# Rudiments of Surface Geometry in $\mathbb{R}^3$

 Structures of $\mathbb{R}^3$ Regular parametrized curves and surfaces Various curvatures of regular parametrized surfaces Exercise 2.1 Exercise 2.2 Exercise 2.3 Example 2.1 Example 2.2 Exercise 2.4 Remark 2.2A Definition 2.2B Exercise 2.5 Example 2.3 Exercise 2.6 Exercise 2.7 Remark 2.4 Definition 2.5 Remark 2.6 Exercise 2.8 Example 2.7 Example 2.8 Example 2.9 Example 2.10 Exercise 2.9 Definition 2.11 Definition 2.12 Example 2.13 Example 2.14 Definition 2.14A Remark 2.14B Definition 2.14C Remark 2.14D Exercise 2.10 Theorem 2.15 Definition 2.15A Theorem 2.16 Definition 2.16A Theorem 2.17 Example 2.18 Example 2.19 Example 2.20

$\mathbb{R}^3$ is the Euclidean 3-dimensional space consisting of points represented by triples of real numbers $(x, y, z)$. The distinguished point $(0, 0, 0)$ is called the origin. In fact, $\mathbb{R}^3$ can also be regarded as a set of vectors, which are quantities that have both length and direction. In this way, $(x, y, z)$ can be thought of as an arrow emanating from the origin, with the tip at the point $(x, y, z)$, or any other arrow having the same length and direction.

There are various operations in $\mathbb{R}^3$. Addition of two vectors is done componentwise:

$(x_1, y_1, z_1)+(x_2, y_2, z_2)=(x_1+x_2, y_1+y_2, z_1+z_2)$
Similarly for subtraction:
$(x_1, y_1, z_1)-(x_2, y_2, z_2)=(x_1-x_2, y_1-y_2, z_1-z_2)$
There are three kinds of multiplications
• scalar multiplication involves a real number and a vector, and the product is a vector.
$\lambda\cdot(x, y, z)=(\lambda x, \lambda y, \lambda z)$
• Inner product of two vectors is a real number(a scalar).
$\langle(x_1, y_1, z_1), (x_2, y_2, z_2)\rangle= x_1x_2+y_1y_2+z_1z_2$
By Pythagoras' theorem, the length of $(x, y, z)$ is given by
$\sqrt{x^2+y^2+z^2}= \sqrt{\langle (x, y, z), (x, y, z)\rangle}$
We denote the length of a vector $\vec{u}$ by $\|\vec{u}\|$. So $\|\vec{u}\|^2=\langle u, u\rangle$. In fact, for two vectors $\vec{u}, \vec{v}\in\mathbb{R}^3$,
$\langle \vec{u}, \vec{v}\rangle= \|\vec{u}\|\cdot\|\vec{v}\|\cos\theta$
where $\theta$ is the included angle between $\vec{u}$ and $\vec{v}$.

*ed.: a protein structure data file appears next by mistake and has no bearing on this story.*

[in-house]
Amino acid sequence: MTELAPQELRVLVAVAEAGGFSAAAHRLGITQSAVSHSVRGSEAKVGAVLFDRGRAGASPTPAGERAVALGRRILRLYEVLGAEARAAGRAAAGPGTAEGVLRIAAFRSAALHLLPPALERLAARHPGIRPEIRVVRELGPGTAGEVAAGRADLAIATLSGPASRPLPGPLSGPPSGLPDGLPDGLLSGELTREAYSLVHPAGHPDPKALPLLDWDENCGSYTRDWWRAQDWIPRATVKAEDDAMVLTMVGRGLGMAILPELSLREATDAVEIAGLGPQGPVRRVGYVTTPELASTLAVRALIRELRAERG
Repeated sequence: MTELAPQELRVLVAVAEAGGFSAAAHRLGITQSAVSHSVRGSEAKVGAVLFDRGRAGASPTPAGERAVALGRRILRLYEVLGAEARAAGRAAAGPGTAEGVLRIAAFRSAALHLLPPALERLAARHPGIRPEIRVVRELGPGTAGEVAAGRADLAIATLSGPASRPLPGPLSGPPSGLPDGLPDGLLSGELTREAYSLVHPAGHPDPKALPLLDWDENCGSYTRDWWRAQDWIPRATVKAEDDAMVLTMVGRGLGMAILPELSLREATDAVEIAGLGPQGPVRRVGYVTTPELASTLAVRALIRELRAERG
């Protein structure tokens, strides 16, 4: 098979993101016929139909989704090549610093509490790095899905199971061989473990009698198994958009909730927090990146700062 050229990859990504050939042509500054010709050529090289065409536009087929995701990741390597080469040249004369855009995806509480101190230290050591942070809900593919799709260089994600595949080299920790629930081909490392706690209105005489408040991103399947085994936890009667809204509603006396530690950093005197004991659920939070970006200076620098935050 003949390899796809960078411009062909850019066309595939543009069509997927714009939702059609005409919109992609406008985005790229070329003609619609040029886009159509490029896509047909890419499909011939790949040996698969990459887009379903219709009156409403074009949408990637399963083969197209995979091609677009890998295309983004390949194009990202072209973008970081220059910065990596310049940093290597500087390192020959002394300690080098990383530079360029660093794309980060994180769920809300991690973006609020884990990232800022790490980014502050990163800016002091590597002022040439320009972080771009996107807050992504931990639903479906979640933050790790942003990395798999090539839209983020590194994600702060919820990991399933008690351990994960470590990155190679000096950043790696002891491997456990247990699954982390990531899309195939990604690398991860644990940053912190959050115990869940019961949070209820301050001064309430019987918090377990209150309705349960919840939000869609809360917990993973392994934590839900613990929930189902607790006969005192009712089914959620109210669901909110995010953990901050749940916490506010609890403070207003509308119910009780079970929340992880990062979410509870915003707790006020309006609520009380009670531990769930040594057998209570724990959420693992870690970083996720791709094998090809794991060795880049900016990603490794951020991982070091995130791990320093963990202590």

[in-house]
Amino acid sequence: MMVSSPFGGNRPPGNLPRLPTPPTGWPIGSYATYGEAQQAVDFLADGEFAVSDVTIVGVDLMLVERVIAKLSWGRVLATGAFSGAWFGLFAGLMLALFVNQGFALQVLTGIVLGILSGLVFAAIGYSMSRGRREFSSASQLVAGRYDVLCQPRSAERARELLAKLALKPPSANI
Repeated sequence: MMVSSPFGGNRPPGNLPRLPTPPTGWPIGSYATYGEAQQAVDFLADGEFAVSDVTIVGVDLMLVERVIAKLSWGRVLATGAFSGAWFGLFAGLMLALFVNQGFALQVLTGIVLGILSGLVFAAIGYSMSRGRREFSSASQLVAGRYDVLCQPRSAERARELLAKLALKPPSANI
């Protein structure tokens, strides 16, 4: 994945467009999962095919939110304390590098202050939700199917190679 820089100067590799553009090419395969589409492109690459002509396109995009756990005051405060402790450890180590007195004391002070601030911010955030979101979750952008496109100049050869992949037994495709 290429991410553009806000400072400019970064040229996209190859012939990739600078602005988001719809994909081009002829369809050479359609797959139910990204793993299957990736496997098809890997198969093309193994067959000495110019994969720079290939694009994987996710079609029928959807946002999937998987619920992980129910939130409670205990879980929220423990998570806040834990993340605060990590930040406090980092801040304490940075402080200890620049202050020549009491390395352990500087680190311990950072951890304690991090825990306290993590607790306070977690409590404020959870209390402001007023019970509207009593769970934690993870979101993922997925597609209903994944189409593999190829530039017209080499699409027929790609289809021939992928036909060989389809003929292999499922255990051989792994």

Exercise 2.1 If $\vec{u}, \vec{v}\neq 0$ and $\langle \vec{u}, \vec{v}\rangle=0$, what can you say about $\vec{u}$ and $\vec{v}$?
Solution
• Vector product of two vectors is another vector which is perpendicular to that two vectors, and points in a direction determined by the right-hand rule: the direction given by the thumb of your right hand when the fingers curl from the direction of the first vector to that of the second vector. In coordinates,
$(x_1, y_1, z_1)\times (x_2, y_2, z_2)= (y_1z_2-y_2z_1, x_2z_1-x_1z_2, x_1y_2-x_2y_1)$
Exercise 2.2 Prove that $\|\vec{u}\times\vec{v}\|=\|u\|\|v\|\sin\theta$, where $\theta$ is the included angle between $\vec{u}$ and $\vec{v}$. Hint: prove that $\|u\times v\|^2+\langle u, v\rangle^2=\|u\|^2\|v\|^2$.
Solution
Exercise 2.3 Show that $\|\vec{u}\times\vec{v}\|$ is the area of the parallelogram spanned by $\vec{u}$ and $\vec{v}$.

Note: In this subsection, we will deal with some differential calculus of functions of two variables. Given $z=f(x, y)$, the partial differential of $z$ with respect to $x$, denoted by $\frac{\partial z}{\partial x}$, can be obtained by differentiating with respect to $x$ as if the variable $y$ were constant. Similarly for $\frac{\partial z}{\partial y}$. For instance, if $z=\cos xy+x^2(1+y)$, then $\frac{\partial z}{\partial x}=-y\sin xy+2x(1+y)$, $\frac{\partial z}{\partial y}=-x\sin xy+x^2$

Let $\alpha: I\to\mathbb{R}^3$ be given by

$\alpha(t)=(x(t), y(t), z(t))$
where $x, y, z$ are continuous functions mapping from an interval $I$ to $\mathbb{R}$. If $x, y, z$ can be differentiated infinitely many times, then we call $\alpha$ a smooth parametrized curve. If furthermore not all $x', y', z'$ are 0 for all $t\in I$, then we call $\alpha$ a regular parametrized curve. Define $\alpha'(t)=(x'(t), y'(t), z'(t))$.

Example 2.1 Let $\alpha$ be given by

$\alpha(t)=(R\cos t, R\sin t, 0), t\in[0, 2\pi]$
$\alpha$ is the circle of radius $R$ centered at the origin in the $xy$-plane. Since
$\alpha'(t)=(-R\sin t, R\cos t, 0)\neq\vec{0}, t\in[0, 2\pi]$
$\alpha$ is a regular parametrized curve.

Example 2.2 Let $\alpha$ be given by

$\alpha(t)=(R\cos t, R\sin t, bt), t\in(-\infty, +\infty)$
Then $\alpha$ is a helix winding along the surface of an infinite cylinder of radius $R$ with pitch $b$. Since
$\alpha'(t)=(-R\sin t, R\cos t, b)\neq\vec{0}, t\in(-\infty, +\infty)$
$\alpha$ is a regular parametrized curve.
The helix

Exercise 2.4 Show that, if $\alpha$ and $\beta$ are smooth parametrized curves,

$\frac{d}{dt}\langle\alpha(t), \beta(t)\rangle=\langle\alpha'(t), \beta(t)\rangle+\langle\alpha(t), \beta'(t)\rangle$
Deduce that, if $\alpha$ is a smooth parametrized curve lying on a sphere centered at the origin in $\mathbb{R}^3$, then $\langle\alpha'(t), \alpha(t)\rangle=0$.
Solution

Remark 2.2A In fact, $\alpha'(t_0)$ is the tangent vector of the curve $\alpha$ at $t=t_0$--it is the instantaneous direction at $t=t_0$ of a particle moving along the curve in such a way that it is at $\alpha(t)$ at time $t$. Put in another way, the assertion of the above exercise just says that any tangent vector of a smooth parametrized curve at a point is perpendicular to the position vector of that point, if the curve lies on a sphere centered at the origin.